Or such as throwing a convoy birthday party for a mentally challenged young man.

((https://www.channel3000.com/news/18-wheels-for-bubba-how-a-team-of-truck-drivers-worked-to-make-a-boy-s-wish-come-true/783303571))

In Wisconsin, a young man sits by a highway in his backyard. He hasn’t many friends, and is mentally challenged. But he LOVES semis and watches them every day. Drivers began to notice, and across their CBs and social media began to talk about him. This led to the idea that the truckers would throw a birthday party for the boy. On the boy’s 16th birthday, trucks began to pull into a local park. The organizer and the boy’s parents thought maybe one or two semis would show up and let their son finally touch and see up close the trucks he loves… but instead dozens pulled in… then a hundred! The story had spread and spread and a huge convoy overwhelmed the little place all for this boy to have a most marvelous birthday. His parents were in tears and he laughed and smiled and was not alone.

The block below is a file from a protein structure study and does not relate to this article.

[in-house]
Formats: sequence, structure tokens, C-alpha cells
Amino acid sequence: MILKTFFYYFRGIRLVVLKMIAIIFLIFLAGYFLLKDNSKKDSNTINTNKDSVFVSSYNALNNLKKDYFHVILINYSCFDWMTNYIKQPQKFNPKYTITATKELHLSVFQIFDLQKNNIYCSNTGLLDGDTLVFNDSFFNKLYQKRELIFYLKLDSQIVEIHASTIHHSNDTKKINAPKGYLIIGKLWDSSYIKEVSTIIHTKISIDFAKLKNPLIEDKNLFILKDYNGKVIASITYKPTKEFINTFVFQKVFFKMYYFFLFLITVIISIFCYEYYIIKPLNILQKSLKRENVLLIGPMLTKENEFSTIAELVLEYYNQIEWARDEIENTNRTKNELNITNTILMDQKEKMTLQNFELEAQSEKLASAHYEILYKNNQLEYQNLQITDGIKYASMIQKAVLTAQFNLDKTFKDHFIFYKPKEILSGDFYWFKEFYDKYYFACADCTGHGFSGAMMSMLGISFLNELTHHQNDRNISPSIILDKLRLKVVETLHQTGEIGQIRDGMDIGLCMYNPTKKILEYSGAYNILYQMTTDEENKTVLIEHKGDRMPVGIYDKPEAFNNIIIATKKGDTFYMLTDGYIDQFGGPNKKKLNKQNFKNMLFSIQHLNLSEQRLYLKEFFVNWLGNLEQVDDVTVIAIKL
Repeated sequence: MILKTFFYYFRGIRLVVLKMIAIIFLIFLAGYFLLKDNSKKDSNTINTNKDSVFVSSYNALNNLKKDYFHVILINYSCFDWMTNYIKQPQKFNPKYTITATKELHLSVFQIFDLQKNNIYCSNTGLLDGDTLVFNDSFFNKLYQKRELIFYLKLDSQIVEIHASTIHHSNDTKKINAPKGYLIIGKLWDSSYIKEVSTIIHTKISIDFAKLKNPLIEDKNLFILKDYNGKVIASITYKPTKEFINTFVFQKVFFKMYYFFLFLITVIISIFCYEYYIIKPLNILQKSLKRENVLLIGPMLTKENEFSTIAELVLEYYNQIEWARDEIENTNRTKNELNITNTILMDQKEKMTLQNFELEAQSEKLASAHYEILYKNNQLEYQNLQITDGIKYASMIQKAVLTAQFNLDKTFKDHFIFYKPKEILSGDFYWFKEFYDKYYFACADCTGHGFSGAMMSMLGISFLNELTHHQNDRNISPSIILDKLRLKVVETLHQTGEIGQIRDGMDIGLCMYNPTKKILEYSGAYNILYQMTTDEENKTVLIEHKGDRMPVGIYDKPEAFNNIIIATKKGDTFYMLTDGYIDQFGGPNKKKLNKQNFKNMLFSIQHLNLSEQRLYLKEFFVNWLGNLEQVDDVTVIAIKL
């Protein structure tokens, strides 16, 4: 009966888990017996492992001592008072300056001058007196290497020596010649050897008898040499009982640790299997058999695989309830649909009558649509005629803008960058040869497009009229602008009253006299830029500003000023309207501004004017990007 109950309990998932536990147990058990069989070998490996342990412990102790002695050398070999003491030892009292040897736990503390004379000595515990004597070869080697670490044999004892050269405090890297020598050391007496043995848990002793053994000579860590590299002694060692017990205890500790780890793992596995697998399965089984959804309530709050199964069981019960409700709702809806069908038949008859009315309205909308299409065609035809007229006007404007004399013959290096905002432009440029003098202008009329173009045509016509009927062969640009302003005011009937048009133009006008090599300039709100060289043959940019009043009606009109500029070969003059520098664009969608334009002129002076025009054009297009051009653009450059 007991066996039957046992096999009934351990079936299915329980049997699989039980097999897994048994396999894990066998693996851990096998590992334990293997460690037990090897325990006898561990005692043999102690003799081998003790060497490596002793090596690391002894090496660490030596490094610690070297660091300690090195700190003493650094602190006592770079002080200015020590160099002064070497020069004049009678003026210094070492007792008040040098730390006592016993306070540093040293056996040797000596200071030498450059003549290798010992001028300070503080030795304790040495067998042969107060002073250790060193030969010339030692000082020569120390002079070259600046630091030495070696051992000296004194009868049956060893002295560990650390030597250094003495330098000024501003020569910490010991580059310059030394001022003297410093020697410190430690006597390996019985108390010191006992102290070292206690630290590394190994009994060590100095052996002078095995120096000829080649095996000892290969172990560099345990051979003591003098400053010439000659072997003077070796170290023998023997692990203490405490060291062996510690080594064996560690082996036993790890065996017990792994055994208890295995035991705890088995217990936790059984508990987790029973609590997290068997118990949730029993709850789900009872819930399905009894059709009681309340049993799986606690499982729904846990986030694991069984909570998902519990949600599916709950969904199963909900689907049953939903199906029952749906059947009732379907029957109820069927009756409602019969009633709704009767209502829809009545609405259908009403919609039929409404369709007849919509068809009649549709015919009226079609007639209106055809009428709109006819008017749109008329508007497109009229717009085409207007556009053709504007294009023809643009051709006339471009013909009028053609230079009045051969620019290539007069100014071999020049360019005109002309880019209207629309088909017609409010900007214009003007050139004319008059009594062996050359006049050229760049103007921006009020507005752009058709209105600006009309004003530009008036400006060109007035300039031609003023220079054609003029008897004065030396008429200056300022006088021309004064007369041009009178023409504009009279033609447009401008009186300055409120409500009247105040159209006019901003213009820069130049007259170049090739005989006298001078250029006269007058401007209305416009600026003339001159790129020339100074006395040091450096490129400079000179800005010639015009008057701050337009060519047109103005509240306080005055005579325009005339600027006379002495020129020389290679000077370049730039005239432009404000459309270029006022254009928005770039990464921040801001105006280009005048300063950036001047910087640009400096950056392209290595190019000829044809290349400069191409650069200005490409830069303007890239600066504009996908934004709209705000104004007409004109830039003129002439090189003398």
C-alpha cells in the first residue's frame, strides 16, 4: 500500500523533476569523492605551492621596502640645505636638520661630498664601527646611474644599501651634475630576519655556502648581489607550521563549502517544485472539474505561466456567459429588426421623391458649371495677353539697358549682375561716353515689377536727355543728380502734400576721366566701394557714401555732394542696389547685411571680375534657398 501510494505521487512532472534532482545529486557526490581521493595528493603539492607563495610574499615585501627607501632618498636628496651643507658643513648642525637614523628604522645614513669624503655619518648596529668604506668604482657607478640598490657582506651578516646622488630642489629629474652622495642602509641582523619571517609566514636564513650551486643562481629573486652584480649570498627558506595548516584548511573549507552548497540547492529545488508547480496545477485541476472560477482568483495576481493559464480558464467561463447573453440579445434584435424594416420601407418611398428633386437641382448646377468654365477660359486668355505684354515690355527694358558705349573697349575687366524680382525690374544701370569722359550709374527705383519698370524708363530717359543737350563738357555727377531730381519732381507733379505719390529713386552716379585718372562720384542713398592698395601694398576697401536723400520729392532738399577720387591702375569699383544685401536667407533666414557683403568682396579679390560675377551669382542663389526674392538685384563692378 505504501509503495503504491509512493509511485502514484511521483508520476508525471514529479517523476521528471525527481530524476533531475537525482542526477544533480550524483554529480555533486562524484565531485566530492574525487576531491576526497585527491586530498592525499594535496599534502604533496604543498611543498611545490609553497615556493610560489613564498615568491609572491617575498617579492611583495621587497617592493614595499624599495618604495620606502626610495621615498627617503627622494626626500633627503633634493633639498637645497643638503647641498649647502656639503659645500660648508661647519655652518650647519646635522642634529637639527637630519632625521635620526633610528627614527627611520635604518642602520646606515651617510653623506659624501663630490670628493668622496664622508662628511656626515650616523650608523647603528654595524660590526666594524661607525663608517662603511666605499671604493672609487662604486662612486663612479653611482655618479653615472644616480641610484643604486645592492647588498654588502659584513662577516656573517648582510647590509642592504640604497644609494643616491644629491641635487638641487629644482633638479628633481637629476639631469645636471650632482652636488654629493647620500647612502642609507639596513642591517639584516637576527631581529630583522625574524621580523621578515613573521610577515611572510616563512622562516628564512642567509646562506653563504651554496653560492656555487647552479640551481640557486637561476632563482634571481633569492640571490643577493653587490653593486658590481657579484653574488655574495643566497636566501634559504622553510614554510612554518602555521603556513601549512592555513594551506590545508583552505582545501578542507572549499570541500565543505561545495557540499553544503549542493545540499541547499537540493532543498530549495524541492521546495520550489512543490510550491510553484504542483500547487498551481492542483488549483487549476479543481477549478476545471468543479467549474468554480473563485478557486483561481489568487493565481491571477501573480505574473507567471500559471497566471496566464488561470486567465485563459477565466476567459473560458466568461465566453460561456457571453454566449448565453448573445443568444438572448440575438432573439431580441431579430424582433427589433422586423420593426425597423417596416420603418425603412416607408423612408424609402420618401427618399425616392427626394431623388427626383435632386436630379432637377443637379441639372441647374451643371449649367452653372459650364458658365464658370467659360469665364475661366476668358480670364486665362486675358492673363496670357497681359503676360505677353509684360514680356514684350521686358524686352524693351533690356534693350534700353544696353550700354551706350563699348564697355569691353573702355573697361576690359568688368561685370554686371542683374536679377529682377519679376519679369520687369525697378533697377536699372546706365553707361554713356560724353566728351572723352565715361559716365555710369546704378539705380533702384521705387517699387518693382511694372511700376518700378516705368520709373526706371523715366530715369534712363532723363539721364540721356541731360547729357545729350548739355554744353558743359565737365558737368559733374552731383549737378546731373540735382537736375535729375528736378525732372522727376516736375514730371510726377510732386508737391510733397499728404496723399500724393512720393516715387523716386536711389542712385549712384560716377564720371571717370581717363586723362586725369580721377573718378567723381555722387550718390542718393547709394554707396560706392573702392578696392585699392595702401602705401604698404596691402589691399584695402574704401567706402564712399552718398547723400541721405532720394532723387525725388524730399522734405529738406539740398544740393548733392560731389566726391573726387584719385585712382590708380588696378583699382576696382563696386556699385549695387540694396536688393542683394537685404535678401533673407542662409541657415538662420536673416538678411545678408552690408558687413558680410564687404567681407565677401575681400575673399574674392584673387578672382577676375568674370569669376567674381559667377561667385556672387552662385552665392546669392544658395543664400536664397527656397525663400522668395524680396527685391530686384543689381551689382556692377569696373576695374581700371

When we’re in groups, we’re provoked to be so much more. The author of the letter to the Hebrew church urges us to provoke one another to love and good deeds. When everyone around us is living in loving kindness, we are peer pressured to do the same.

We are entering the holiday season which is full of loving kindness and random acts of charity. Our television shows, and plays, and books, and stories all peer pressure one another to join the mob of… gift giving. Of selflessness. Of generosity . Of forgiveness and love. From “How the Grinch Stole Christmas” to “A Christmas Carol” to even Santa Claus – We enforce a message of loving kindness and a judgment against those who don’t have the “Christmas Spirit.” The… mob spirit… of good deeds and love.